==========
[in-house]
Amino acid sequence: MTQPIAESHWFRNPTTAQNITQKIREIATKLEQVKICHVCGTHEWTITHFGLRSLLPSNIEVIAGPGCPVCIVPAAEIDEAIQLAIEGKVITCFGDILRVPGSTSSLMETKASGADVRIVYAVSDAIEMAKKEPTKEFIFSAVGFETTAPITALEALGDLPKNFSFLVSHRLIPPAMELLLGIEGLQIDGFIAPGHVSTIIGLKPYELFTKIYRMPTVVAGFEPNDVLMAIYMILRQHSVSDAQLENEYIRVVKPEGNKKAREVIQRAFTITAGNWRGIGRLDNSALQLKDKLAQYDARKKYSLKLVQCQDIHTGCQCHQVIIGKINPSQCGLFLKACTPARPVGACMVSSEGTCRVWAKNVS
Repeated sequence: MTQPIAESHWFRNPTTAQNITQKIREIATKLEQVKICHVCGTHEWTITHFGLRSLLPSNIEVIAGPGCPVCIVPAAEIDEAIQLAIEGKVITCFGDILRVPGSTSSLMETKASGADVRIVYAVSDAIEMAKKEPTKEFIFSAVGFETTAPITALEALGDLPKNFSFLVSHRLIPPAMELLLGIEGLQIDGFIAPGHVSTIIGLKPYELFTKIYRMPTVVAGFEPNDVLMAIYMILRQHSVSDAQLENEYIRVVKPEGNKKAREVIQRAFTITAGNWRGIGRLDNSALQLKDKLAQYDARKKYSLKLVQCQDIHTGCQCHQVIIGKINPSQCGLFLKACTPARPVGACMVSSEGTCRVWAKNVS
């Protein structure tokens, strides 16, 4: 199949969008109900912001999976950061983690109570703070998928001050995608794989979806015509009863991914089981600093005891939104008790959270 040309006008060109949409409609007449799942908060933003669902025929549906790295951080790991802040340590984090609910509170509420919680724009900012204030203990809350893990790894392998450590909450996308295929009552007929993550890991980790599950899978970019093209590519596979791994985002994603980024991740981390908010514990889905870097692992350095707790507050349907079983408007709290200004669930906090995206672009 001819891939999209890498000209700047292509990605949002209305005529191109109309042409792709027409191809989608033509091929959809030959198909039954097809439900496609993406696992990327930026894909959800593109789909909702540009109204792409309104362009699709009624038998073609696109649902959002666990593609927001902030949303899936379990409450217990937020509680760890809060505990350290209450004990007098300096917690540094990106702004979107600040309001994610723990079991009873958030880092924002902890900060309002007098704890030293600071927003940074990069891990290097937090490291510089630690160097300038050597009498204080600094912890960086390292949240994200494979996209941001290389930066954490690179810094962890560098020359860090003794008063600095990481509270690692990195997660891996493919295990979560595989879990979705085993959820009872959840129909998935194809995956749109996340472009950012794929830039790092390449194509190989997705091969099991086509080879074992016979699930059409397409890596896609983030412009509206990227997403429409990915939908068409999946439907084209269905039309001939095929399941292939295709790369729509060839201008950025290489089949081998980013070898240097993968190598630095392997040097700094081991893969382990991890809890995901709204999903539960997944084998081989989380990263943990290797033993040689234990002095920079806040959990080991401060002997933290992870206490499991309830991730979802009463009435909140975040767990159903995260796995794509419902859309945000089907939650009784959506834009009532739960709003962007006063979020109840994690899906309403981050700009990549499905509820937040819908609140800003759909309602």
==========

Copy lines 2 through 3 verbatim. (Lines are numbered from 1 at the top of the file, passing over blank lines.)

Amino acid sequence: MTQPIAESHWFRNPTTAQNITQKIREIATKLEQVKICHVCGTHEWTITHFGLRSLLPSNIEVIAGPGCPVCIVPAAEIDEAIQLAIEGKVITCFGDILRVPGSTSSLMETKASGADVRIVYAVSDAIEMAKKEPTKEFIFSAVGFETTAPITALEALGDLPKNFSFLVSHRLIPPAMELLLGIEGLQIDGFIAPGHVSTIIGLKPYELFTKIYRMPTVVAGFEPNDVLMAIYMILRQHSVSDAQLENEYIRVVKPEGNKKAREVIQRAFTITAGNWRGIGRLDNSALQLKDKLAQYDARKKYSLKLVQCQDIHTGCQCHQVIIGKINPSQCGLFLKACTPARPVGACMVSSEGTCRVWAKNVS
Repeated sequence: MTQPIAESHWFRNPTTAQNITQKIREIATKLEQVKICHVCGTHEWTITHFGLRSLLPSNIEVIAGPGCPVCIVPAAEIDEAIQLAIEGKVITCFGDILRVPGSTSSLMETKASGADVRIVYAVSDAIEMAKKEPTKEFIFSAVGFETTAPITALEALGDLPKNFSFLVSHRLIPPAMELLLGIEGLQIDGFIAPGHVSTIIGLKPYELFTKIYRMPTVVAGFEPNDVLMAIYMILRQHSVSDAQLENEYIRVVKPEGNKKAREVIQRAFTITAGNWRGIGRLDNSALQLKDKLAQYDARKKYSLKLVQCQDIHTGCQCHQVIIGKINPSQCGLFLKACTPARPVGACMVSSEGTCRVWAKNVS